Targeting Improvement Initiatives

By Aaron Troschinetz  |  Posted 2009-07-31 Email Print this article Print
 
 
 
 
 
 
 

How Business Process Management works for a manufacturer of big iron.

Nonetheless, we felt there was still more we could accomplish with the software. As our official certification came to pass, we began to target other improvement initiatives within the organization that would help us realize even more value with this software tool.

We have enjoyed many successes with our lean initiatives in the last several years and have even been recognized within the larger Daimler AG company on several occasions for projects that brought about significant change and impact to the bottom line. Still, as lean initiatives continue to evolve, we have seen many opportunities in our indirect office areas and support processes that fail to reach their full potential and have left us asking, “Is there a better solution?”

In the past, with process mapping being the predominant initial step in most of these indirect office areas or support process workshop efforts, we had widely adopted what I affectionately call “the brown paper approach.” A group would assemble and then begin to place sticky notes across a large piece of brown construction paper in an attempt to resemble the actual target processes.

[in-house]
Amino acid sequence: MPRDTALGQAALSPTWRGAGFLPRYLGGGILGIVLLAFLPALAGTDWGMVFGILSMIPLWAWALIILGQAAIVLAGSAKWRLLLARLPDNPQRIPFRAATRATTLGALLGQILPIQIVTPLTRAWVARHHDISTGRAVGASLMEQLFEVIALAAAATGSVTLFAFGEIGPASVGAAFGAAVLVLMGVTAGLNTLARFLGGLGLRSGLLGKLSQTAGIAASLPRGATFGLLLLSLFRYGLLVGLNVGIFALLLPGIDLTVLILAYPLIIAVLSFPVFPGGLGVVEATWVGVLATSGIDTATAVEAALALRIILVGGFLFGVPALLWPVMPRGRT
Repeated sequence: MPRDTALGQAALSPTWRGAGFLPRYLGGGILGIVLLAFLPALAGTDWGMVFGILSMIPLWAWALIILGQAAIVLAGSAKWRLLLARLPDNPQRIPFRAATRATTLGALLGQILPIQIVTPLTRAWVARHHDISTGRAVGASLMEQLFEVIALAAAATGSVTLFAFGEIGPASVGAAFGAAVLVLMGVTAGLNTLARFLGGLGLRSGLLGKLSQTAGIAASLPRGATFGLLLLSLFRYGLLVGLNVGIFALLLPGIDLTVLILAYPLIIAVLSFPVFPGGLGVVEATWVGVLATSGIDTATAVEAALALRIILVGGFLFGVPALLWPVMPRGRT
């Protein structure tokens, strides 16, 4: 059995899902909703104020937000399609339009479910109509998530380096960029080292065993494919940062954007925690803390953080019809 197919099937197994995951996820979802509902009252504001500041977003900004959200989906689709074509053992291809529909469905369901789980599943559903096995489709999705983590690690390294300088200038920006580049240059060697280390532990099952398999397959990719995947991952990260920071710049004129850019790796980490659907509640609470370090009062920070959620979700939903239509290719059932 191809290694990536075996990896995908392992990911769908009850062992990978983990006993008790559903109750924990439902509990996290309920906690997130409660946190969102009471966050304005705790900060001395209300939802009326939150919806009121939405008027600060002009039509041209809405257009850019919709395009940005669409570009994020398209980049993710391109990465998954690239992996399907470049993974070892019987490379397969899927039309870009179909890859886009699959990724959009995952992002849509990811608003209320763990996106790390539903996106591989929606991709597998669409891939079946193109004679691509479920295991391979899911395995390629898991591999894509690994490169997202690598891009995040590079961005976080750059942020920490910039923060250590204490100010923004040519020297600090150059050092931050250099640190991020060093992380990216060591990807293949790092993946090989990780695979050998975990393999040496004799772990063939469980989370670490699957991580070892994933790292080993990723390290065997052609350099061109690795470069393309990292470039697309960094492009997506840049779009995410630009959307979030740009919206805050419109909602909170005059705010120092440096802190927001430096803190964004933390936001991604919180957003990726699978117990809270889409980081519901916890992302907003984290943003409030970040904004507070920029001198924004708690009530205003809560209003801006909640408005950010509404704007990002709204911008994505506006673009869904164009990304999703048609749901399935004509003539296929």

Although this approach offered its own challenges (sticky notes sliding off, unclear cryptic notes or missing information after the workshop completion, etc.), we all felt that we were left with something that we would inevitably have to come back to and re-map. 

As second and third maps began to evolve that were either reiterations or similarities of something somewhere on one of these brown pieces of paper, we knew that we had to take action, or we would succumb to our documentation systems.  In recognition of this dilemma, beginning late last year, we began to ramp-up our attempts to integrate the ARIS solution into this workshop format. 

While we were initially bringing new process mapping symbols or objects/connectors (as we call them in ARIS) that were met with skepticism, we were finally beginning to see a common possibility with our internal lean initiative colleagues, and as such, have taken further steps to bring in a more customer-driven approach with tools such as the process turtle and enhanced waste analysis tools, including the “muda (waste) analysis.” These tools build on each other and, in the end, we believe they center on a stable foundation as provided by the ARIS Business Architect software platform.

Looking ahead to the continued maturation of our now total business management system solution—which includes our QMS and all of these continuous improvement tools—we see an endless array of possibilities. As we continue to grow rich with process understanding and as a more comprehensive package of intertwined tools is available to departments or groups needing assistance, we are realizing that the next evolution of improvements we intend to implement: will include process optimization and resource capacity reporting. These next steps will allow us to take our strong product portfolio and maximize our resource allocations toward more value-added activities.

Aaron Troschinetz is the quality systems supervisor at the Detroit Diesel Redford facility where he is responsible for all quality-related ISO-certification matters. He also contributes to quality discussions across the Daimler Truck Group Powertrain/Engine and is a certified quality auditor and certified manager of quality/organizational excellence through the American Society of Quality.



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